To which I must ask: whose fault is that?
As a consumer, you are not responsible for a company’s business model. It is perfectly fine to want the developers to be paid for their work, or to wish the company continued success. But presuming some sort of moral imperative on the part of the consumer is not only impossible, it’s also intellectually dishonest. You and I have no control over how a game company is run, how much they pay their staff, what business terms they ink, or how they run their company. Nobody asked EA to spend $300+ million on SWTOR. Nobody told Curt Schilling to run 38 Studios into the ground. Literally nobody wanted THQ to make the tablet that bankrupted the studio.
What is worse though is the implicit moral superiority that is derived for buying “legit.” If game companies and their designers deserve to be paid, and we have some moral obligation to do so, doesn’t that mean they deserve ALL the money? I cannot even begin to imagine the mental gymnastics Total Biscuit had to perform when he denigrated used games and celebrated Steam sales in the same breath. When you buy a game for 75% off, that is you robbing the game company of 75% of the money they deserve. Not even deserve, really, considering by many metrics they are entitled to much, much more than the purchase price given the total amount of enjoyment derived.
That sounds absurd, and it is, but that is my point; you cannot make the moral imperative argument and only go halfway. A company either deserves $59.99 or they don’t. Alternatively, you are not responsible for their business models at all, and are fully justified in maximizing your consumer surplus, e.g. by waiting for sales, buying used, etc. It is noble to wish these designers success, at least when such nobility is followed-up with busting out your checkbook. Otherwise, it is so many empty words.
4) Once used games are removed, games will be cheaper
No, seriously, Total Biscuit actually said this, presumably with a straight face.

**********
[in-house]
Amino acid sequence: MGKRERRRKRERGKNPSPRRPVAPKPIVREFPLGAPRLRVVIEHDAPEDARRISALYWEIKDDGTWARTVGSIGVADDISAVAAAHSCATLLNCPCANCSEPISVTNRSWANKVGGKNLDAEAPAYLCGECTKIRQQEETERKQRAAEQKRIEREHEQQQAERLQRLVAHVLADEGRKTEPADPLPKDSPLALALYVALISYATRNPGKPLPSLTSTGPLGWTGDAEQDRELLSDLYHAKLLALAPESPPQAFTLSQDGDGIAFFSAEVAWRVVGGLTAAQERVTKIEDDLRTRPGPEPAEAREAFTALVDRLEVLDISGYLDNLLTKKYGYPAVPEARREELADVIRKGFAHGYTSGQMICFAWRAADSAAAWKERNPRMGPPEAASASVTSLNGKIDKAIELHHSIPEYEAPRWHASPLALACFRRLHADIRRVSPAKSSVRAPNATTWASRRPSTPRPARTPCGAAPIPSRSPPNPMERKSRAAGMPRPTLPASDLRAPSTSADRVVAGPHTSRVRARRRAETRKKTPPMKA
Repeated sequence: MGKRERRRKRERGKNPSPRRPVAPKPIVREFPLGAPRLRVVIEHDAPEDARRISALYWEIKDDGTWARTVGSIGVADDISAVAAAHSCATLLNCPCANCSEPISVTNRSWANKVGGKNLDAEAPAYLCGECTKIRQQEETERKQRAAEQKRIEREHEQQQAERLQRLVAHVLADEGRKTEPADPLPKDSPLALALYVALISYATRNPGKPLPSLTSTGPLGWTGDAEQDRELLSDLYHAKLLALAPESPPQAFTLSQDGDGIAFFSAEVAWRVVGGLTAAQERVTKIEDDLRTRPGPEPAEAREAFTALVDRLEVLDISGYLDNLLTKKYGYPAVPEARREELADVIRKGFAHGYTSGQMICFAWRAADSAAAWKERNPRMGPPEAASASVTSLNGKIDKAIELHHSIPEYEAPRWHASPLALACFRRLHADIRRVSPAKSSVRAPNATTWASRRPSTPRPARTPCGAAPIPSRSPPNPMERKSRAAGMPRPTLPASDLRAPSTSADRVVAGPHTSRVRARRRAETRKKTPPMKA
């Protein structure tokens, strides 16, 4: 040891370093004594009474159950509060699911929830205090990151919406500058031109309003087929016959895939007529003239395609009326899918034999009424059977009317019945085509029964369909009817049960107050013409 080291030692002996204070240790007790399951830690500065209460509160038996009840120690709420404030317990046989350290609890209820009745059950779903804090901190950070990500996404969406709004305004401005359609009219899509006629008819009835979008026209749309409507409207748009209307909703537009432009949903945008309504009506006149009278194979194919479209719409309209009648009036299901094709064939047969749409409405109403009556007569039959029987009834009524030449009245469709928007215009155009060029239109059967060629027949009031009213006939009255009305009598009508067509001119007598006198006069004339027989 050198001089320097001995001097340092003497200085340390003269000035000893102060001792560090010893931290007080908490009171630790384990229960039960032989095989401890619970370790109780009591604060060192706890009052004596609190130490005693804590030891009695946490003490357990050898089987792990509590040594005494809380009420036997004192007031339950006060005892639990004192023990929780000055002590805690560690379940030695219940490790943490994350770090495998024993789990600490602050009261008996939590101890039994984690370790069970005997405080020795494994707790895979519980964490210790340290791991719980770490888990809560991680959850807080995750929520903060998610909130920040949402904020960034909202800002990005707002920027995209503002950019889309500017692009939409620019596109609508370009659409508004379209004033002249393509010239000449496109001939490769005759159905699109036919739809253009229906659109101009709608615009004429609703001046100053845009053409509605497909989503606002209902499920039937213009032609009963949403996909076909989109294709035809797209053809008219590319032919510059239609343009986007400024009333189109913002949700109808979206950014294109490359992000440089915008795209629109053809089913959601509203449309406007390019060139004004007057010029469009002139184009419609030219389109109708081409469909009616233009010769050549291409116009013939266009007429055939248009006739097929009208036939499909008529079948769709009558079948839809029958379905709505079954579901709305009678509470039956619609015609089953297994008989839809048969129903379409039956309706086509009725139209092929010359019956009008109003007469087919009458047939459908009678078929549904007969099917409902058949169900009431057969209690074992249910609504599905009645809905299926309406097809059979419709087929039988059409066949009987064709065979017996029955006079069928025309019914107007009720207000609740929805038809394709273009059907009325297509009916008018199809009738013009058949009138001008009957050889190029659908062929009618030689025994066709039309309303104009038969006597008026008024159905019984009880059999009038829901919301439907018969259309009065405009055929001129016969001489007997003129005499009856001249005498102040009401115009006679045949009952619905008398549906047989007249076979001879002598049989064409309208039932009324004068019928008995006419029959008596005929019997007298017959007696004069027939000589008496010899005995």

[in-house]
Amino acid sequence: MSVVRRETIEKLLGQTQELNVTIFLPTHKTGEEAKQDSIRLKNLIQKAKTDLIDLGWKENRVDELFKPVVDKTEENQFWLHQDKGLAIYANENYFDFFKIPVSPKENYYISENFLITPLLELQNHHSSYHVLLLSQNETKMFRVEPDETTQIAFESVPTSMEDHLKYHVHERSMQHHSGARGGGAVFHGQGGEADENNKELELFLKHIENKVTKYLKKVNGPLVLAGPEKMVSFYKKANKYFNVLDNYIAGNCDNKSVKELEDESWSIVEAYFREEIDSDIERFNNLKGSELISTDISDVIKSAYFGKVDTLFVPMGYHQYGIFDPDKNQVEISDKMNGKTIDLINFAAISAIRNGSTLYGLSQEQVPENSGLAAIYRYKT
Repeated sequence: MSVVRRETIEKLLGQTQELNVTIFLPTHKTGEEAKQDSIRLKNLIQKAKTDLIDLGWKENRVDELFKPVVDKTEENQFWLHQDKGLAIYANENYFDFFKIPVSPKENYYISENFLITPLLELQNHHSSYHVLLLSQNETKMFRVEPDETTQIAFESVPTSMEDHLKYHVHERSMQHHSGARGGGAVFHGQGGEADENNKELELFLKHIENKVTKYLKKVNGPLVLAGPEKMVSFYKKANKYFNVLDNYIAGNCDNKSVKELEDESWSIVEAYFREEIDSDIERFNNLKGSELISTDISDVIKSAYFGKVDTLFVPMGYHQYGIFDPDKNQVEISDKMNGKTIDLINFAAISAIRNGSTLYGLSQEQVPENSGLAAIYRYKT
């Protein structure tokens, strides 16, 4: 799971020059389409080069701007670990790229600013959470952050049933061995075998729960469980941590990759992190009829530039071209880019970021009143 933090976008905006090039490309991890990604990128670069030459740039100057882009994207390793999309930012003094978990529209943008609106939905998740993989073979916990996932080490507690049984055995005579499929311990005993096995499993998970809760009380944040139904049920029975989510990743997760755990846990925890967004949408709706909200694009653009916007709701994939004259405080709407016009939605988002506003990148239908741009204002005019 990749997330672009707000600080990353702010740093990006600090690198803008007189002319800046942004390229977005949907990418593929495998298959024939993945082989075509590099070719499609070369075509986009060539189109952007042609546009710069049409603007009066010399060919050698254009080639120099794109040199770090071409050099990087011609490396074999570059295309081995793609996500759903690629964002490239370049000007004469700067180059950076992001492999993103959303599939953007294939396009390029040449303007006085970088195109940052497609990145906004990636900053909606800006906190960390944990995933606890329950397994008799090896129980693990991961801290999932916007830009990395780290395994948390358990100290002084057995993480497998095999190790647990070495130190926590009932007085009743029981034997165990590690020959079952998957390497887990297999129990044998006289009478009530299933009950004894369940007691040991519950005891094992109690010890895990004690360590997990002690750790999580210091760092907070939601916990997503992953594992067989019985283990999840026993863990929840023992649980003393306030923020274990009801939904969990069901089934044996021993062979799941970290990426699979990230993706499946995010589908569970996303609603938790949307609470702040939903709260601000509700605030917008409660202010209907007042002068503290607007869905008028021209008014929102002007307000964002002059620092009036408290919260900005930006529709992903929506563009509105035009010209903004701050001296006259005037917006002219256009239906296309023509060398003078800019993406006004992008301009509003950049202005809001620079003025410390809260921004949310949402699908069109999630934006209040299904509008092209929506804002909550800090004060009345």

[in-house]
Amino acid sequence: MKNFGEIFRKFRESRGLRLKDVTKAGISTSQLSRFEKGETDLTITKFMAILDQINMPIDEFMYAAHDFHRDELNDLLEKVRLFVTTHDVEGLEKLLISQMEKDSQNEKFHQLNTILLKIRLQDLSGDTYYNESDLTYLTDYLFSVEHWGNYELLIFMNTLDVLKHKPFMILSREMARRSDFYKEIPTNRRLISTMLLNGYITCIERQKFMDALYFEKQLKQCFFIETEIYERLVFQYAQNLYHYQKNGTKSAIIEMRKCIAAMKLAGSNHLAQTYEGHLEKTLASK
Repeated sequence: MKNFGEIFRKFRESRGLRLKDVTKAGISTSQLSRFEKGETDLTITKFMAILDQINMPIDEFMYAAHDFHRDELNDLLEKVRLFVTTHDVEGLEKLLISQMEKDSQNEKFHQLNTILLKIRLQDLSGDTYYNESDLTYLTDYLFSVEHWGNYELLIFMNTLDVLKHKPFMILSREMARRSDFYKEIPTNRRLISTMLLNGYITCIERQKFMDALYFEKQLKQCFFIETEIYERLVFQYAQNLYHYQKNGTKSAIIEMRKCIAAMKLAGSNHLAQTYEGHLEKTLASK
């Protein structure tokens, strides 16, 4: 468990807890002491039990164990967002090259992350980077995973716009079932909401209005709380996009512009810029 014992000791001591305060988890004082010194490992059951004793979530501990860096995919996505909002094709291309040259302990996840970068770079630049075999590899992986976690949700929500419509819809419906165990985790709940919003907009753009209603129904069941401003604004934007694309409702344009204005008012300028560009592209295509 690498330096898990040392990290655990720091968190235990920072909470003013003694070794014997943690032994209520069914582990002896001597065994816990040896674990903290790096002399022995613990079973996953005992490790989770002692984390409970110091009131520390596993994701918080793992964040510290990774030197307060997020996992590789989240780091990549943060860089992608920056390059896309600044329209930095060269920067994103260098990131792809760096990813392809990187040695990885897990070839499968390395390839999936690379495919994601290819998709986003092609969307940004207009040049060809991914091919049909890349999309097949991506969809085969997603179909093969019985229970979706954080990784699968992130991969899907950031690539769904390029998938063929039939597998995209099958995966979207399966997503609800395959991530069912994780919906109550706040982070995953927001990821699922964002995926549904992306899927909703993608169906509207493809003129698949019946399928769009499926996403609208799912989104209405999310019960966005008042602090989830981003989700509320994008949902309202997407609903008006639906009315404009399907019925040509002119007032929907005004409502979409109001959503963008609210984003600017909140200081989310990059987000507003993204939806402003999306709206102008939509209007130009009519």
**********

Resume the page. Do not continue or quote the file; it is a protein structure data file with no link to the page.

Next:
Why in god’s name would anyone rationally assume that the removal of competition (in the form of secondary sales) would force or even encourage game prices to decrease? Everyone keeps pointing to Steam with its effects on PC gaming, as if Steam weren’t the exception that proved the rule. Everyone acknowledges that used games on the PC haven’t existed for quite some time, but no one seems to follow-up that thought with what should have been an obvious question to ask: were there big discounts on PC games back before Steam?
Good lord, no! You were at the complete mercy of retailers who almost never marked anything down from MSRP. And why would they? You literally could not buy these games anywhere else. If you found a good deal, it was likely because nobody was buying that game and the store wanted to liquidate their stock. Outside of fire sales, there was/is always going to be resistance from retailers over discounting a game’s price because there is a minimum cost involved with pressing a DVD, shipping it across the country, unloading it in the back, and paying people to sort and shelve it.
Incidentally, this is another reason why I don’t think future console games will be cheaper: there will still be hard copies sold. Do you think retailers would let Microsoft sell Halo 6 for $40 online and $59.99 in stores? Of course, there is a pseudo-analog that exists right now between PC vs digital download games, with things wildly alternating for no apparent reason. For example, it’s somehow $20 cheaper Amazon to ship me DVD of Bioshock Infinite than it is to download a copy of it. Or maybe that does make sense, insofar as what I explained earlier about retailers trying to liquidate stock.
If you legitimately believe Xbox One games are going to be cheaper, let me ask you two things. First, what kind of deals have you seen on XBLA titles? Similar in size, scope, and frequency to Steam sales? Microsoft has already dabbled in digital games for which no secondary sales exist, so their pricing behavior now may reflect any potential behavior in the future. Second, what kind of deals have you seen on Origin in the last, I dunno, two years? There have been a few recently, but very rarely more than 50%, and they are not nearly on a scale as Steam. That is a publisher who has as near a 100% profit margin on every digital sale as possible, and even they are not willing to compete on price with retailers who sell game codes on EA’s own platform!